Interview with Winemaker Olivier Clape: Climate Change and the Changing Faces of Cornas; How Alsatian Barrels Ended up in the Clape Cellar; Why Clape St Péray Will Be Even Better; 2013 and 2014 Barrel Sample and 2012 Cornas Tasting Notes
Cornas, like all Northern Rhône Syrah, is a study in granite. Its different faces; different exposures, different densities and grades. Each vineyard yields a different iteration, which becomes readily apparent while tasting barrels divided by vineyard sites.
Doing so at Domaine Auguste Clape is the chance of a lifetime to witness this. The domaine has been universally celebrated as benchmark Cornas by everyone from Robert Parker to Kermit Lynch (an odd couple indeed).
Even though the Clape cellar is as rustic as can be — covered in a dense layer of white and grey mold that brings to mind ashed rind goat cheese — there is no barnyard, no bretty aroma which dominates Clape wines. They are bright and clean, yet savage and meaty. They are the very definition of Cornas.
I had the pleasure of visiting Olivier Clape last month to taste 2013 and 2014 barrel samples. For individual tasting notes of the barrel samples, divided by vineyard, click here for a comparative chart. (Click to Read more)
Life has a way of constantly reminding you that ‘You don’t know until you do something‘. Similarly, you can’t really understand a wine region until you visit it.
Take Avignon, the stunning, walled medieval city near the Châteauneuf du Pape vineyard, which has served as a cultural center for the Southern Rhône ever since popes and antipopes made it their home during the Whack-A-Mole-like papal succession crisis (ca. 1350).
There are no decorative flower pots in Avignon strewn over window ledges. There are no signs of life; no shoes, laundry or rugs set out. There is nothing at all, really, on display outside of the tightly closed windows of Avignon.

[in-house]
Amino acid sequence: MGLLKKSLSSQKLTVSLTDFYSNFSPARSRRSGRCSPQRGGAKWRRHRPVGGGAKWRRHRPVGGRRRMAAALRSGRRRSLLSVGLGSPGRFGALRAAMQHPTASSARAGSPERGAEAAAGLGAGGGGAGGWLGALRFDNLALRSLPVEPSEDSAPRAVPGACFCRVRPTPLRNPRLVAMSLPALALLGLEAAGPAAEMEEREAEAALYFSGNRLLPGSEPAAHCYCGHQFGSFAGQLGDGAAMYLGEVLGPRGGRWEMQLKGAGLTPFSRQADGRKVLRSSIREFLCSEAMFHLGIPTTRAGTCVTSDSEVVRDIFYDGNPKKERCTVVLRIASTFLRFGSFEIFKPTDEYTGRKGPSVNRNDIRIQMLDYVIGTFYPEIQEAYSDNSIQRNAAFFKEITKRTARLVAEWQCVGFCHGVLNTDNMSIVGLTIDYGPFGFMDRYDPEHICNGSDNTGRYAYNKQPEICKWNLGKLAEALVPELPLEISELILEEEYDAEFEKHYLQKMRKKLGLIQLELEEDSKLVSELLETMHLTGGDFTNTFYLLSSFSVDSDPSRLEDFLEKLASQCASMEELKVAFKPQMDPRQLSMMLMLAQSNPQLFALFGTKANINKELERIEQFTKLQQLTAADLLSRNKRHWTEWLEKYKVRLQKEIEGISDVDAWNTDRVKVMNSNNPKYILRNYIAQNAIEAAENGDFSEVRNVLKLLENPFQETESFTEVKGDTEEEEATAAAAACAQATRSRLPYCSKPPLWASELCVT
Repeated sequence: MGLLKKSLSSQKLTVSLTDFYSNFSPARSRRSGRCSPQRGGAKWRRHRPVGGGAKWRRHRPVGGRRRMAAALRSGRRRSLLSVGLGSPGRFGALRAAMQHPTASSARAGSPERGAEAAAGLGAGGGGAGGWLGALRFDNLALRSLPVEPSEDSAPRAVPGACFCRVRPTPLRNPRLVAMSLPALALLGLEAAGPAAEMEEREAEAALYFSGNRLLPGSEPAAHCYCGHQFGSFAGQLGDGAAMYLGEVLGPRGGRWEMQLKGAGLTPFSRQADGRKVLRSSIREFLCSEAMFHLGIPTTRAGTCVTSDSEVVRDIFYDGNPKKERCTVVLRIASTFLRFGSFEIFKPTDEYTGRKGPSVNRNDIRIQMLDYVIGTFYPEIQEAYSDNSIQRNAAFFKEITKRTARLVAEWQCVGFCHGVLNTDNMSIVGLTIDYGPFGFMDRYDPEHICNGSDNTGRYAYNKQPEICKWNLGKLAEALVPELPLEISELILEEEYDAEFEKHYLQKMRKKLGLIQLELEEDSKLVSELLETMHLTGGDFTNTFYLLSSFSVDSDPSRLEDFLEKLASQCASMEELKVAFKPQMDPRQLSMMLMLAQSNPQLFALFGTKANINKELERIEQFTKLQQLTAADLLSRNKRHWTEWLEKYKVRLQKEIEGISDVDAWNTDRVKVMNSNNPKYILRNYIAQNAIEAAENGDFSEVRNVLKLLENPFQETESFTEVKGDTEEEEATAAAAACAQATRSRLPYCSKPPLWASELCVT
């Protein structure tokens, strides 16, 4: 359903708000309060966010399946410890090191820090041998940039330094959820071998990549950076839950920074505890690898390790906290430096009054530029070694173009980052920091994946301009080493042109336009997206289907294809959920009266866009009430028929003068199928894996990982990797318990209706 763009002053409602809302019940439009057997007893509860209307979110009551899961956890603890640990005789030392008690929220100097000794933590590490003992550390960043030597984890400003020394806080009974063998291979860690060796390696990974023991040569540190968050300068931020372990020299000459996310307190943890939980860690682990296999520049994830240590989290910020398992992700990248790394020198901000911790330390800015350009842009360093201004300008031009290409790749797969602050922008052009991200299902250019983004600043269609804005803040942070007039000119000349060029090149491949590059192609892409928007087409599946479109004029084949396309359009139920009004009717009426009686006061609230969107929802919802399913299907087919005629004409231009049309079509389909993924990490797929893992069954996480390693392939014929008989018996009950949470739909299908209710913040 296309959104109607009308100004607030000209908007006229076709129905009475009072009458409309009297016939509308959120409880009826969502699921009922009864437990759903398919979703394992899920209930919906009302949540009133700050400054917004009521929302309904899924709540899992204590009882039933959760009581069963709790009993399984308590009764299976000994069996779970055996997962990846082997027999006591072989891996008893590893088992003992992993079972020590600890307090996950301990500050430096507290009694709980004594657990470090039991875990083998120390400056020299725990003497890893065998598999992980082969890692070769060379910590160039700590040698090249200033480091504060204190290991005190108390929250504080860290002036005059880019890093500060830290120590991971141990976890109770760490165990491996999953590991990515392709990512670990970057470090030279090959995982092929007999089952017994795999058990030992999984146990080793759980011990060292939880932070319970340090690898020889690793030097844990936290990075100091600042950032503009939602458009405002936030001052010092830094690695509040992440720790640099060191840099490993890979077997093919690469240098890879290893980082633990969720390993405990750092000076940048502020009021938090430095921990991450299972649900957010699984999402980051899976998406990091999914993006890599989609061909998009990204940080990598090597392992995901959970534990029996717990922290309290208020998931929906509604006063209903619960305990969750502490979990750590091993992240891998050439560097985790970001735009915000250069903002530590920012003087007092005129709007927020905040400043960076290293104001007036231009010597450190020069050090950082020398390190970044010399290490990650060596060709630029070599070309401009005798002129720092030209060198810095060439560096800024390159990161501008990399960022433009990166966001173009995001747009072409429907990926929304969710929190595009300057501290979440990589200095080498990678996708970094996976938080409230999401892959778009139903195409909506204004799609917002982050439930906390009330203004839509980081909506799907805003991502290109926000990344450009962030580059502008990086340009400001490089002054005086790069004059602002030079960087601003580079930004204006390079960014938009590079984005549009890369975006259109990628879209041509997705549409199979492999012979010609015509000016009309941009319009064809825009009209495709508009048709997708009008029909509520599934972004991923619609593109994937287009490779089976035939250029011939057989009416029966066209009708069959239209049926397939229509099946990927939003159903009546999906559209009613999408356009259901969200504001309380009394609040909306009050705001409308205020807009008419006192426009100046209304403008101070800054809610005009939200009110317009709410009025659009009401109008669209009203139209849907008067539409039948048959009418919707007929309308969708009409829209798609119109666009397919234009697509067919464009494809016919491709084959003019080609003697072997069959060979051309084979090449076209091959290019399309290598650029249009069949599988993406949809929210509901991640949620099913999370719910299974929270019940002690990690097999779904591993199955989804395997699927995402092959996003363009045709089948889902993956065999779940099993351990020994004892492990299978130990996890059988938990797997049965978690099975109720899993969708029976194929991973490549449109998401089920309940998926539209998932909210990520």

That’s because for 150 days each year, Avignon is a wind tunnel. A surreal test chamber for residents — so many fleshy vessels woefully undesigned for its brutal, drying forces.
Like me, you may have heard about the mistral, and imagined it was some gentle breeze which helped vines stay cool. Ha!
This is what we really mean when we say mistral:
You don’t have to be atop Mount Ventoux for the winds to reach up to 80 mph. When pressed, locals typically confess ‘I’ve lived here my entire life, and I’ve never (Click to Read more)
What an exquisite dance we had with the sommelier at Frenchie last Wednesday! The head sommelier Aurélien Masse unveiled a stunning series of wines, which we were given the tantalizing task of identifying blind alongside our carte blanche1 tasting menu dinner.
It started like this: ‘I’ve got some stuff that’s not on the wine list, as well.’
‘Any Jamet Côtes du Rhône?’
‘Yeah, I’d REALLY like to have that on my list, but unfortunately…’
‘No; there’s some Dauvissat that’s not on the list, but no Tribut. Too hard to get! I’ve got some Anne-Claude Leflaive Bourgogne blanc … ’
‘Hmm. Although would the oak élevage get in our way? Oh — how about Roulot Bourgogne blanc? Or, ooh! Any De Moor Bel Air et Clardy Chablis?’
Suddenly the sommelier leaned back, and his expression transformed into a serene contentedness. ‘Very well. I now perfectly understand your palate. No need for that wine list any more, here — I’ll take that. So. We’re going to stay within a budget of say 40-50 Euros a bottle, yes? And you’re going to just trust me.’
So, carte blanche for the chef that evening, and carte blanche for the sommelier. Why not?